What Is Simulation?

Children all over the world benefit from the innovative work of the Center for Simulation, Advanced Education and Innovation. Because of its vast expertise, Children's Hospital of Philadelphia (CHOP) draws patients with the rarest conditions. It provides cutting-edge treatments and uses state-of-the-art equipment. The center prepares all levels of healthcare providers — from the newly minted clinicians to the world-renowned specialist — helping them to be at their most confident when they care for their patients. That takes practice, evaluation and feedback, and then more practice.

What is simulation?

simulation training Simulation uses interactive medical manikins, a life-size anatomical model that can be programmed and controlled by computer. The goal of simulation is to ensure that doctors are practiced and prepared for a real-life situation.

Behind the scenes at Children's Hospital, clinicians are doing just that — practicing real medical scenarios and perfecting skills through simulation. While invisible to patients, this type of practice ensures that each physician, nurse and doctor-in-training at the Hospital is providing the most expert possible care.

Where does simulation happen?

Simulations take place in a traditional Center for Simulation, a mock patient room with an adjacent classroom. Others take place in the units or operating rooms where patient care actually happens. Some simulations use high-tech medical manikins; others use trained actors as patients or parents. Still others, like for interventional radiology and robotic surgery, use special virtual reality training equipment, similar to the way pilots use a flight simulator.            

Many training exercises are designed to build effective communication and teamwork among staff in different divisions and shifts who may not be accustomed to interacting. In this way, simulation benefits not only new personnel, but helps reinforce and improve safety behaviors Hospital-wide.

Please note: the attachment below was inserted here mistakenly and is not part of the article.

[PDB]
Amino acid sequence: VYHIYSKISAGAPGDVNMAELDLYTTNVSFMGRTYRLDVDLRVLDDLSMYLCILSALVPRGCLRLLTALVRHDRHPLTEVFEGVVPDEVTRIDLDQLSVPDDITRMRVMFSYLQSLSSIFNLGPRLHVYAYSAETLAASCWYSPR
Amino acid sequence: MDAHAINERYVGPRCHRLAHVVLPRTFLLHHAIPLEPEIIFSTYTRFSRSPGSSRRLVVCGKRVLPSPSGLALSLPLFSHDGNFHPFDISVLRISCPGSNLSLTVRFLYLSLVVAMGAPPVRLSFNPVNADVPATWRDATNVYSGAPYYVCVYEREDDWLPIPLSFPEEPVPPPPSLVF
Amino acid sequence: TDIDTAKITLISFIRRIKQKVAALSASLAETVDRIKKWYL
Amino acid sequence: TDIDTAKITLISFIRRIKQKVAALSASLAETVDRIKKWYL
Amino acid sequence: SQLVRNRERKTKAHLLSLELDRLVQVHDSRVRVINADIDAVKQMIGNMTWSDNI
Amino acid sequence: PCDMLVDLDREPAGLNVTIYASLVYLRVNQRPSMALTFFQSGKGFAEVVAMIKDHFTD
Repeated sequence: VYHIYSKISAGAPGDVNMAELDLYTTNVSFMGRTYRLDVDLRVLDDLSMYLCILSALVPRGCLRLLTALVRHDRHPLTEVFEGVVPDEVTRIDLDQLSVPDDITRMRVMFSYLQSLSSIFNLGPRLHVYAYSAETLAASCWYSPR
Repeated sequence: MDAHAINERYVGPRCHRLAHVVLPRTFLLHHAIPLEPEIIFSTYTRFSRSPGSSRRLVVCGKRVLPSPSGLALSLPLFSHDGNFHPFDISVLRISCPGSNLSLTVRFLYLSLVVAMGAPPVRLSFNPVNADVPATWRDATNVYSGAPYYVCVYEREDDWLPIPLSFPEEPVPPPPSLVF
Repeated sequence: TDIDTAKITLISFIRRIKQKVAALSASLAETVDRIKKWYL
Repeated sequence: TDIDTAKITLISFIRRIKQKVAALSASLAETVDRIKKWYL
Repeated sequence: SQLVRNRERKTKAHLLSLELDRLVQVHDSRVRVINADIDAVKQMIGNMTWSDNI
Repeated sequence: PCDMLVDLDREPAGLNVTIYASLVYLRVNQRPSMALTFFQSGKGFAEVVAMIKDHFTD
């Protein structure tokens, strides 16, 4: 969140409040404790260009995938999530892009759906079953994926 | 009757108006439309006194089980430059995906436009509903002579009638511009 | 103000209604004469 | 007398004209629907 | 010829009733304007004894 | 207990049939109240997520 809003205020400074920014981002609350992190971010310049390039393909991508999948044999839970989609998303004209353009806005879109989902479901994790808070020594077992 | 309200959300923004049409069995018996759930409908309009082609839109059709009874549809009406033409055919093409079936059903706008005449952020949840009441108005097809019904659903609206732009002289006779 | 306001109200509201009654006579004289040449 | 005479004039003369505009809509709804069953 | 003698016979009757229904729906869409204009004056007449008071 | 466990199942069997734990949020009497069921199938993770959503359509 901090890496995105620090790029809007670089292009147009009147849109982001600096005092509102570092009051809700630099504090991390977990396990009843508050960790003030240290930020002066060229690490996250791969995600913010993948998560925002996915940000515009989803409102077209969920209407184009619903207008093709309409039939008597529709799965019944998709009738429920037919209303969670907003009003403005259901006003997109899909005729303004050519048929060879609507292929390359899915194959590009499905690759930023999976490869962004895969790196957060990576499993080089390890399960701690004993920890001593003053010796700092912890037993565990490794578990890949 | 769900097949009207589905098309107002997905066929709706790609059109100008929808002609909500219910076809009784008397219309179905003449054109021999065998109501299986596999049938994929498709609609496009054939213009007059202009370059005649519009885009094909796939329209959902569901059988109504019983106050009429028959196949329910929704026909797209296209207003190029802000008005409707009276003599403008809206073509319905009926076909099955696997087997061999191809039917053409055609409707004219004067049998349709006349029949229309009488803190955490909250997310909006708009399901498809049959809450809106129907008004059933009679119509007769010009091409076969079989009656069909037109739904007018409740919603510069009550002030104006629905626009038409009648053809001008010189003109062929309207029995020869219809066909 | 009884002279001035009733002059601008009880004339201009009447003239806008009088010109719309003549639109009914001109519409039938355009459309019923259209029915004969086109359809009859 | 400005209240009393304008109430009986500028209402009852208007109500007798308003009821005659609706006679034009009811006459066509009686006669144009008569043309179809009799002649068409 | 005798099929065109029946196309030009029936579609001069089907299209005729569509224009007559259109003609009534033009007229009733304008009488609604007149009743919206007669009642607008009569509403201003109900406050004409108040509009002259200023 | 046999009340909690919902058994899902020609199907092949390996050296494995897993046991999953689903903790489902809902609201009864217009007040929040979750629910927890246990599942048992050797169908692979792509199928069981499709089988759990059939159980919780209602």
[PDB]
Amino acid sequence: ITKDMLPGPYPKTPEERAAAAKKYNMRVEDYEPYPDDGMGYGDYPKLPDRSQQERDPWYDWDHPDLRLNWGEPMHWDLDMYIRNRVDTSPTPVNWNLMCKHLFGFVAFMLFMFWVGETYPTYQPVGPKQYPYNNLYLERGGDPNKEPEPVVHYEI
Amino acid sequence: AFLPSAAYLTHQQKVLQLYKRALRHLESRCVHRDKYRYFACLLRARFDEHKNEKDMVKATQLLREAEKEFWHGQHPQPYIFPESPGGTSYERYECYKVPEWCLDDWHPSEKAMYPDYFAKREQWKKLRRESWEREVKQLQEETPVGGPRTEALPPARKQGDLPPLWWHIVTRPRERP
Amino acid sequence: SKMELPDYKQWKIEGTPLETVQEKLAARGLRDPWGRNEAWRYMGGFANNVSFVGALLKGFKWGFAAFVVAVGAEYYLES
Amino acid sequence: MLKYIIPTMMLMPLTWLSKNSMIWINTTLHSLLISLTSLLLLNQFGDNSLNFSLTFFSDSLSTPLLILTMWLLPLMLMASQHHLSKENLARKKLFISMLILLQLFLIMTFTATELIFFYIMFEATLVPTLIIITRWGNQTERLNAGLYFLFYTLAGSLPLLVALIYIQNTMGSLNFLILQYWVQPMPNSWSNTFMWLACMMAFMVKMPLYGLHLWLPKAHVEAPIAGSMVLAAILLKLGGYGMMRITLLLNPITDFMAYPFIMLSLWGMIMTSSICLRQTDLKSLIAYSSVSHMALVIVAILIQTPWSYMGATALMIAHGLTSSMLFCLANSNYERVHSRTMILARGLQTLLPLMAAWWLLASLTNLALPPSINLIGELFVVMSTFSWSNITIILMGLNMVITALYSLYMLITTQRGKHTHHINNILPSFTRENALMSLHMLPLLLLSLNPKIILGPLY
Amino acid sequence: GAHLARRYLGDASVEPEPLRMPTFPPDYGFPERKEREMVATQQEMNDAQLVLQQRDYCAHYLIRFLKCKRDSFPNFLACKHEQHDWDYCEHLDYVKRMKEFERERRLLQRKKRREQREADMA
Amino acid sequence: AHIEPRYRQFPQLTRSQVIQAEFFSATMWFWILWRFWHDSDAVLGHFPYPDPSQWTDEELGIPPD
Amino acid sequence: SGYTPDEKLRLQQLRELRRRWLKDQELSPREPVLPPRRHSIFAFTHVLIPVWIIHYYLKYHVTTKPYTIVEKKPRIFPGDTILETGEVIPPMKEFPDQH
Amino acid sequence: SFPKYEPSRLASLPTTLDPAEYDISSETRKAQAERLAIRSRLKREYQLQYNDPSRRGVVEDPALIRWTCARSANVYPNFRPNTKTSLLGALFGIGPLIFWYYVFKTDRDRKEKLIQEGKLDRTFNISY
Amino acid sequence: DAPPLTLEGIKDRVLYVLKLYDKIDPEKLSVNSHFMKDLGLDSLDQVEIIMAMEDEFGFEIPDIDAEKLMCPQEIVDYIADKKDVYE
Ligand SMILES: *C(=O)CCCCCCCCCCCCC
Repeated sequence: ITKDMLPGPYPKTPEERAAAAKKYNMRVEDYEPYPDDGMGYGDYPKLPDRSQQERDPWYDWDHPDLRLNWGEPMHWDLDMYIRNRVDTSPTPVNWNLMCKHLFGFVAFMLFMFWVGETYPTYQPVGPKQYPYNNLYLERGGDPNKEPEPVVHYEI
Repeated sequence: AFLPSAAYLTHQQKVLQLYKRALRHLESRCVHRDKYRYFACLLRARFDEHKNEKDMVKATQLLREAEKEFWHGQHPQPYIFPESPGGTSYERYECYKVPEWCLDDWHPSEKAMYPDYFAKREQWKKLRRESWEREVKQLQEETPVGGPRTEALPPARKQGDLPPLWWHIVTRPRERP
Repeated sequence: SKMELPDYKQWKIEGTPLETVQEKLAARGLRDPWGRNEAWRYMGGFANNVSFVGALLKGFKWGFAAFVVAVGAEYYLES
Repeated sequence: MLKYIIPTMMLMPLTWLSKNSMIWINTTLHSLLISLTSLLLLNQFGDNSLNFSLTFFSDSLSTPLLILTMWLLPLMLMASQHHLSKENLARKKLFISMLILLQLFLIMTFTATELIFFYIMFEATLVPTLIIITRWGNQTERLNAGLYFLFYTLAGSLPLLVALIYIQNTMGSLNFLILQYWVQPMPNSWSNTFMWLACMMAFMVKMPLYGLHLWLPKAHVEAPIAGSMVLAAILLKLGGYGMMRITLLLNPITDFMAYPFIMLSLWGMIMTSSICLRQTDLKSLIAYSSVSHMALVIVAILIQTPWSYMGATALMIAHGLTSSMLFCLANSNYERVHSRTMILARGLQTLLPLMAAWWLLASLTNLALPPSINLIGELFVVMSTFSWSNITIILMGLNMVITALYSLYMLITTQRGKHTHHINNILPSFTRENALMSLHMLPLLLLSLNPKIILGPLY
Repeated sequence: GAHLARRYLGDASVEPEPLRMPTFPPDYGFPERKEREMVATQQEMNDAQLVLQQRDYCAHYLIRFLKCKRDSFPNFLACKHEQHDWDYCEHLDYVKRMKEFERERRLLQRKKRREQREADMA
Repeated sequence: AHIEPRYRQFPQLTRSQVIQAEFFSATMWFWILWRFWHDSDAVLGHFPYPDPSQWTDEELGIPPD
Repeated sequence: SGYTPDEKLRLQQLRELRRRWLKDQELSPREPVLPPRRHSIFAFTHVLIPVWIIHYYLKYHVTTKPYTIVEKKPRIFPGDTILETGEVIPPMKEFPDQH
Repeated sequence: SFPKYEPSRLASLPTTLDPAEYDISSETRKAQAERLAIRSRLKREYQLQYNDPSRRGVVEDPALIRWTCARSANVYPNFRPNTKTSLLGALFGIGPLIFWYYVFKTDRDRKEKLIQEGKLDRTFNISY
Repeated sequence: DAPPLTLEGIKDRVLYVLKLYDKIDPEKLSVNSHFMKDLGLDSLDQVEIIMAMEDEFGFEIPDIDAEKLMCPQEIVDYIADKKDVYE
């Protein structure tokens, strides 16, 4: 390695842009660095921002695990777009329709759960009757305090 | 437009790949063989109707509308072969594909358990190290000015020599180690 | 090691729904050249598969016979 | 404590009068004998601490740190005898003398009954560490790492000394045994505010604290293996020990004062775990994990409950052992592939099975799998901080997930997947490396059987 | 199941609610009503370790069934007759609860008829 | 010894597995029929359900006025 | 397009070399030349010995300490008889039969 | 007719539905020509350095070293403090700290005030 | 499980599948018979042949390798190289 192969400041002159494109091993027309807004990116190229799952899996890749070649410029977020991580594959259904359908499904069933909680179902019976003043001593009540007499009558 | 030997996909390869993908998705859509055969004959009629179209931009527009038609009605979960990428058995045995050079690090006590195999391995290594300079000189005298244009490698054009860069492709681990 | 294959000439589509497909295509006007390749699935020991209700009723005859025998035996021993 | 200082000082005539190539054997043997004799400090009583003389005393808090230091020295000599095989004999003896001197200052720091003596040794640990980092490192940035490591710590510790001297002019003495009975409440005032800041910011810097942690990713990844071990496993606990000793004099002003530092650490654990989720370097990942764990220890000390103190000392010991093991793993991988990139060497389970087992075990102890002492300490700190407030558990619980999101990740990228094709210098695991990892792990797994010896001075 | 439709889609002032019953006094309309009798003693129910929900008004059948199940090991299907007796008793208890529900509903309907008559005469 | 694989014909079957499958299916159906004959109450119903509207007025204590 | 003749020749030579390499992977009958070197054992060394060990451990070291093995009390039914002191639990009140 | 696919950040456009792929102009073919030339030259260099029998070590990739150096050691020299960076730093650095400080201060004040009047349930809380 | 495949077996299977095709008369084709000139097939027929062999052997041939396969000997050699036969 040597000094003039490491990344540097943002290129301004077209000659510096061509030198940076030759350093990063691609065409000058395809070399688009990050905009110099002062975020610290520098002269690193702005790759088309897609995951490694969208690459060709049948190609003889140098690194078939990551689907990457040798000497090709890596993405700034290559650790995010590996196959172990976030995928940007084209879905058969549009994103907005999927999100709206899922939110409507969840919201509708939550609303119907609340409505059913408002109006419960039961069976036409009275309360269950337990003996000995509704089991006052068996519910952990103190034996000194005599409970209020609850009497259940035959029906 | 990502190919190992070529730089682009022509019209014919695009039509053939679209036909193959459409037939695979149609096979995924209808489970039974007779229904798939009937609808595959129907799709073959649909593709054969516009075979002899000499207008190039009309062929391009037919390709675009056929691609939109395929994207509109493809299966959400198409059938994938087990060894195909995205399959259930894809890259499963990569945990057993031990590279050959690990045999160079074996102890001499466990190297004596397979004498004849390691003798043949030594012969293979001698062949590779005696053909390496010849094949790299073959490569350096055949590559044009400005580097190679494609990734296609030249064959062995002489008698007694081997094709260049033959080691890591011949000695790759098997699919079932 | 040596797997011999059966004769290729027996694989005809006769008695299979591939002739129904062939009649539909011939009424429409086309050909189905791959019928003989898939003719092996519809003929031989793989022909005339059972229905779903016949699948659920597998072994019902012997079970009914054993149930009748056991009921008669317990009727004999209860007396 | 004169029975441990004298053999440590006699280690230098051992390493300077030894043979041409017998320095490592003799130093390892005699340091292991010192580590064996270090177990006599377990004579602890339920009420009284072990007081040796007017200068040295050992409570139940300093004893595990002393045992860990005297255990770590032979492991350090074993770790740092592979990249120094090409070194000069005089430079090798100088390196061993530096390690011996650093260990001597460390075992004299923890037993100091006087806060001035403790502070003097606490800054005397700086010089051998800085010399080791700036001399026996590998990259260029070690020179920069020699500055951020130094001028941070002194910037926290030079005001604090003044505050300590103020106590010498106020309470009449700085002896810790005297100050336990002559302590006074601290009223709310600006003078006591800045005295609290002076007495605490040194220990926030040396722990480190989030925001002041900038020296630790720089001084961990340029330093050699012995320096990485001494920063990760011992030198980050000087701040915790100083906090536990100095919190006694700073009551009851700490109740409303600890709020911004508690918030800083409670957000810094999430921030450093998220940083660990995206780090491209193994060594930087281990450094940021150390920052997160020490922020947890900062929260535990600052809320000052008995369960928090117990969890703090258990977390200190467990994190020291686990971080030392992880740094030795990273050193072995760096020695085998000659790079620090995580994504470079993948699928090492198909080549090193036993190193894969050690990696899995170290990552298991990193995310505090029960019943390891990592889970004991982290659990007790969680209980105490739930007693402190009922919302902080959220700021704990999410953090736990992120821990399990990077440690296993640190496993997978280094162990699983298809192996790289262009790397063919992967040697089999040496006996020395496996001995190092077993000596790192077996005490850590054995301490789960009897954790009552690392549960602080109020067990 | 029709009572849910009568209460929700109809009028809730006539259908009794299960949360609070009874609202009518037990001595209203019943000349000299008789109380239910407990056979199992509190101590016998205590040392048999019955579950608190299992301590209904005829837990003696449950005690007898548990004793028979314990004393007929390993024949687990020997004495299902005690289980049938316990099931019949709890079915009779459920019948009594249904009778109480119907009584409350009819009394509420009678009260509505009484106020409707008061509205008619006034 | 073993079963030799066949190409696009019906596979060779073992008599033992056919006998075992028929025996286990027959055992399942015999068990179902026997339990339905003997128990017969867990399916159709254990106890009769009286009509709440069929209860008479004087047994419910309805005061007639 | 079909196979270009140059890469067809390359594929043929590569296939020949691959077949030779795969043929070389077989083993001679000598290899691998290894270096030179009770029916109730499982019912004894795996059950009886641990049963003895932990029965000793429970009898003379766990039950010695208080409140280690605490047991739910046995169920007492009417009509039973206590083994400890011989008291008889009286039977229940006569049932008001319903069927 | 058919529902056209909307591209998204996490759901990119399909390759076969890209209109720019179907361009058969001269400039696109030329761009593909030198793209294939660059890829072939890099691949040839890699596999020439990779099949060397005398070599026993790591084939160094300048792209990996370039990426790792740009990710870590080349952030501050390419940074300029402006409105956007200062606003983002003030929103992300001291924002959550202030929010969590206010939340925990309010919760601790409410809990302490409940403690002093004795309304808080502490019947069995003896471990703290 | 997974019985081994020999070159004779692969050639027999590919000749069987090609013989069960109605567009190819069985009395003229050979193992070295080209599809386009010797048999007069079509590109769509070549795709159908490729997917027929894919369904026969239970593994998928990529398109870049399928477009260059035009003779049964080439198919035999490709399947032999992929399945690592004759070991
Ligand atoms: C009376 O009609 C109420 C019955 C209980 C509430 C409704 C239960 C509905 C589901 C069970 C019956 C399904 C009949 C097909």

About the medical manikins

Simulation training Manikins are as tiny as a 1-pound, 1-ounce infant and as big as an older teen. Their realistic bodies hide sophisticated electronics that allow them to act and react as a real child or adolescent would. The accompanying computer gives practitioners the manikin's vital signs in real time, showing if resuscitation efforts are improving the heart rate and oxygen levels.

Manikins can be preprogrammed to act as if they're having a seizure, a cardiac arrest, a blocked airway, an allergic reaction, or a multitude of other problems. Switch out an arm and a nurse can administer an IV (a pouch inside accumulates the fluid). Attach a different leg and a physician can stabilize and cast a broken bone or suture a deep cut. To simulate rashes or other skin conditions, a manikin may wear makeup.

Simulation education and training

The Center for Simulation at Children's Hospital of Philadelphia employs simulation to orient and prepare professionals when they first come to CHOP, and annually to ensure they maintain excellence. It also trains residents and fellows to be the leading pediatricians of tomorrow. The center's reputation for excellence is attracting national and international attention. Dr. Vinay Nadkarni, Center Director, and his colleagues operate a series of “boot camps,” both at CHOP and at hospitals as far away as Spain, Taiwan, Japan, New Zealand and Australia. These seminars share the center’s techniques with fellows and facilitators from other hospitals and the Center for Simulation. In addition, hundreds of parents and caregivers are better prepared to care for their children because of simulation training at CHOP.